This mindset can severely limit a key component that can unleash movement within the heart of volunteers, which is an elevation of what is being asked of them. The reason is that leaders know that volunteers are not required to complete any task asked of them. They may or may not show up. They are not a salaried employee that can be fired. They can be unpredictable. This flies in the face of a desire to control and can drive leaders crazy. So there is a temptation to respond by not placing too much responsibility on volunteers. This provides some control if a volunteer doesn’t show up or perform up to task. The organization can simply absorb it and keep on moving.
What I have found out over the years is that if I want to show true value to my volunteers, I don’t need to lower my expectations; I must elevate them. When I take a risk, periodically heighten the expectations of what I am asking of my volunteers and invite them into the war room to figure out how we were going to win, something amazing will happen. Their ownership and innovation will skyrocket resulting in movement that I never could have imagined. I just need to get out of the way! This is the essence of what it means to empower volunteers. It is one of the primary fuses that lit the fire of Fields of Faith that continues to burn to this day.
I believe a movement affecting individuals, organizations, communities and cultures in ways we can’t imagine will be unleashed on both micro and macro levels in organizations around the world. .
The principles of empowerment in this book are not a predictable program to be followed. They are simply ingredients that can be added in unlimited ways to every existing organization to release greater influence and movement in the volunteers they already have.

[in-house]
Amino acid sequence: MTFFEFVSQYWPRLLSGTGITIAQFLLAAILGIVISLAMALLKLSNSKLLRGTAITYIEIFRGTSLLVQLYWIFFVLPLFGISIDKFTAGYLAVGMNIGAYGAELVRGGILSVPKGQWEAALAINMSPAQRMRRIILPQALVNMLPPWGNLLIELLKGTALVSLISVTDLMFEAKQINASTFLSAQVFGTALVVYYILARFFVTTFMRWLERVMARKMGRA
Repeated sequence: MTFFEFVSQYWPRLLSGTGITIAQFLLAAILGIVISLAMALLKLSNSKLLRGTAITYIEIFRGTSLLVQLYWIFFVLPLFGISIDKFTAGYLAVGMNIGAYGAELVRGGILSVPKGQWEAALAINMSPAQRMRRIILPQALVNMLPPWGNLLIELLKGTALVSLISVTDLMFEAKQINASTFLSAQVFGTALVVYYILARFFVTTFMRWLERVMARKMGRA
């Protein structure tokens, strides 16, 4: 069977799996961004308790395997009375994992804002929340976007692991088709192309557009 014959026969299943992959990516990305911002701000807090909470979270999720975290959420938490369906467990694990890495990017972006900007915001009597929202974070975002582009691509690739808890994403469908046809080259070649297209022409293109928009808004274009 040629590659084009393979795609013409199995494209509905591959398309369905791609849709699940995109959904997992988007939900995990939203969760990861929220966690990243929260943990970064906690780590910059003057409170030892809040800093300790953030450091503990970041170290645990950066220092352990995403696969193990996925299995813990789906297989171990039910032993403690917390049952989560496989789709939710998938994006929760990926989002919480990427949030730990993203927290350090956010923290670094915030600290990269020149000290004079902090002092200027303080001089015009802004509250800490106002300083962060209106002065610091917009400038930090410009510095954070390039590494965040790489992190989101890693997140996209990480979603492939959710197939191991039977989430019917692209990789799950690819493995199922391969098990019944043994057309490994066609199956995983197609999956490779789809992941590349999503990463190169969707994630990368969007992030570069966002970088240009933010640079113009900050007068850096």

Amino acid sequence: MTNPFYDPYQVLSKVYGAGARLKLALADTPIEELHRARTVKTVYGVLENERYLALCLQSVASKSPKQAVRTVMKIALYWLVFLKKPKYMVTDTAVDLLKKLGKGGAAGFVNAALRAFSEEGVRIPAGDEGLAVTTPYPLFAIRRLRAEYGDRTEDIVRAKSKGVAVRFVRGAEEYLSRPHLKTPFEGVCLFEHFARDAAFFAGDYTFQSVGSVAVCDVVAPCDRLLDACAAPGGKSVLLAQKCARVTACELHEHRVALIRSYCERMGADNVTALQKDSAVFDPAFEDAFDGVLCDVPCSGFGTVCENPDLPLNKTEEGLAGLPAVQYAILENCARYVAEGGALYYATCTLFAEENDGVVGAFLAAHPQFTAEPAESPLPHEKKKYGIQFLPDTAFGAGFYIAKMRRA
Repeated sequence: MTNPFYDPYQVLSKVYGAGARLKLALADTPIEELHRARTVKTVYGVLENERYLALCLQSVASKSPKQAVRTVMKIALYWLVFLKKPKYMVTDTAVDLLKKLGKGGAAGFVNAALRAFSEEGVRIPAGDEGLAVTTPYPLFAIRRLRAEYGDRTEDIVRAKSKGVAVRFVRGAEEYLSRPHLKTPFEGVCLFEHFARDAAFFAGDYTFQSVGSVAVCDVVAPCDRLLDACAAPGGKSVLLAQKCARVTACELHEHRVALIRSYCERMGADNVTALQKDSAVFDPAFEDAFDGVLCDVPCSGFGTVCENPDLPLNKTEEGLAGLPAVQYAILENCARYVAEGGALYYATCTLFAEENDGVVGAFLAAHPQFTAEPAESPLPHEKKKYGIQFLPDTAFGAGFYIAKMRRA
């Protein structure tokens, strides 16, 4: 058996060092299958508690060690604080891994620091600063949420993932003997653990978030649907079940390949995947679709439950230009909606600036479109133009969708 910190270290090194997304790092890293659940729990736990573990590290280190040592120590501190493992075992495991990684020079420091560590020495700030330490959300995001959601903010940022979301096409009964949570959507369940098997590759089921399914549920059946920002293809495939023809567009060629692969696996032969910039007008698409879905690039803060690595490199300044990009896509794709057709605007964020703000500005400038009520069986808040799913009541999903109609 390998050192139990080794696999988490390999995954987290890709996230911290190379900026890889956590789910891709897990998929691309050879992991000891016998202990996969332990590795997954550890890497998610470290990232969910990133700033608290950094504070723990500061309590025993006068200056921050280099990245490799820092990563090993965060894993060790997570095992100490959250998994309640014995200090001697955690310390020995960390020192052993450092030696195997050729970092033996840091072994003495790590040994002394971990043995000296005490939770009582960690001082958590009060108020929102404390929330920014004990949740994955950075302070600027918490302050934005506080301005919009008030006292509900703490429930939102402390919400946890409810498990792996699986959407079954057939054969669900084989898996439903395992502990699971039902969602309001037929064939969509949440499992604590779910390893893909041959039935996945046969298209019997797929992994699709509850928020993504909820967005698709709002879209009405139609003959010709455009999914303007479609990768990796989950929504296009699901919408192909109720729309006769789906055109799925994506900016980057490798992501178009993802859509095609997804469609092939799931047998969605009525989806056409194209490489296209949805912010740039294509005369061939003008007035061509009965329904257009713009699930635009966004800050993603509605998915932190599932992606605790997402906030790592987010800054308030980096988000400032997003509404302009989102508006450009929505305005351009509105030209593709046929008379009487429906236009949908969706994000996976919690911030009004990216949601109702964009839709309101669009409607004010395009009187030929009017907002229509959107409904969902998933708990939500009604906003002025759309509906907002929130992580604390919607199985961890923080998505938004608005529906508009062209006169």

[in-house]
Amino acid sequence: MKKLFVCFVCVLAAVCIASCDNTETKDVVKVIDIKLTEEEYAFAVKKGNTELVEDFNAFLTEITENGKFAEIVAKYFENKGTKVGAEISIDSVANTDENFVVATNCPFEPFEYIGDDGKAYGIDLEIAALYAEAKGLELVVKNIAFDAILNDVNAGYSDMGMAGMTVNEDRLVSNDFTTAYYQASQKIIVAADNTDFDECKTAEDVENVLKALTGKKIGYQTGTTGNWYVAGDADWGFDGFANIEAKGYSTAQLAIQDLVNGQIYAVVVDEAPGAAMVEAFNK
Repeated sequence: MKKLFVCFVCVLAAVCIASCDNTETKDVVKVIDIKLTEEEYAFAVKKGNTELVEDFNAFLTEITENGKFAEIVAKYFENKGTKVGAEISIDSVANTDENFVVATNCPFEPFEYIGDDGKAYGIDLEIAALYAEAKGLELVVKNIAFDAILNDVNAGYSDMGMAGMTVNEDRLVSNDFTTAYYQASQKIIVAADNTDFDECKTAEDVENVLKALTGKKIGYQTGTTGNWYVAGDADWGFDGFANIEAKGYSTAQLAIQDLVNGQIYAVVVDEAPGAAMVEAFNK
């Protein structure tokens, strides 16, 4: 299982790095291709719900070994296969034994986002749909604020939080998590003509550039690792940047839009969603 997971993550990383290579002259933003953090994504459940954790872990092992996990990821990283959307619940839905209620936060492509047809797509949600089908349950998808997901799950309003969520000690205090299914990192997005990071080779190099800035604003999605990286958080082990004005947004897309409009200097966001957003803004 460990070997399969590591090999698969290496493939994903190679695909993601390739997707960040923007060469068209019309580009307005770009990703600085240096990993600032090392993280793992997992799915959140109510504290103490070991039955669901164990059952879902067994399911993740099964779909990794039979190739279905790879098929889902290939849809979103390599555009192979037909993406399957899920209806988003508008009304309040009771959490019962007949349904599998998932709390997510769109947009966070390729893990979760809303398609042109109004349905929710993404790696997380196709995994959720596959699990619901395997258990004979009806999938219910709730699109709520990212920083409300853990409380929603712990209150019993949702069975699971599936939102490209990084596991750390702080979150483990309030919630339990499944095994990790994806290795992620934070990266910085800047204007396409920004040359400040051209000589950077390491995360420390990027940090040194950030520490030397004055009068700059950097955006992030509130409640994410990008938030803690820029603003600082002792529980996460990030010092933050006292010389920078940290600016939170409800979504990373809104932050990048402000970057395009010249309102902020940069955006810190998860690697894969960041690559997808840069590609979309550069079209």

I can’t wait to hear about the ways they are applied and the impact that results. Empowered volunteers always create amazing movements.
It was those who were untrained and “ordinary” who started the empowerment revolution that began in Acts and continues today. We simply need to reconnect with some key principles and unleash empowered volunteers to change their world!
The pandemic has re-defined everything, including how organizations traditionally operate.
This is especially true of churches and para-church organizations. The model of people gathering at a building to hear worship leaders and a speaker was halted overnight. Summer camps were basically wiped out. Access to campus for ministers has been severely limited. Existing metrics of success were no longer attainable. The centralized, controlled ministry environments suddenly became decentralized and fluid.
Ministry organizations realized that they had to adjust but struggled with exactly how to do that. The reality is that they have people connected to their ministries that have unfettered access to those closest around them. They don’t need a building to influence those immediately around them. In fact, the root word for “influence” is influere, which means to flow out. It is the same root word for “influenza,” which is caused by a highly contagious virus, similar to the coronavirus, which causes COVID-19.
The same ordinary people who can rapidly pass an unstoppable virus to those around them can also pass an unstoppable message from the ministries where they volunteer. Ministries have always talked about empowering their volunteers, but for many that was just a catch phrase. They are now finding out how serious they take elevating the importance of their volunteers by empowering them to lead. The problem is that this is new, and they are struggling with how to do it. This is where this book can provide some proven principles to help make empowering their volunteers a reality.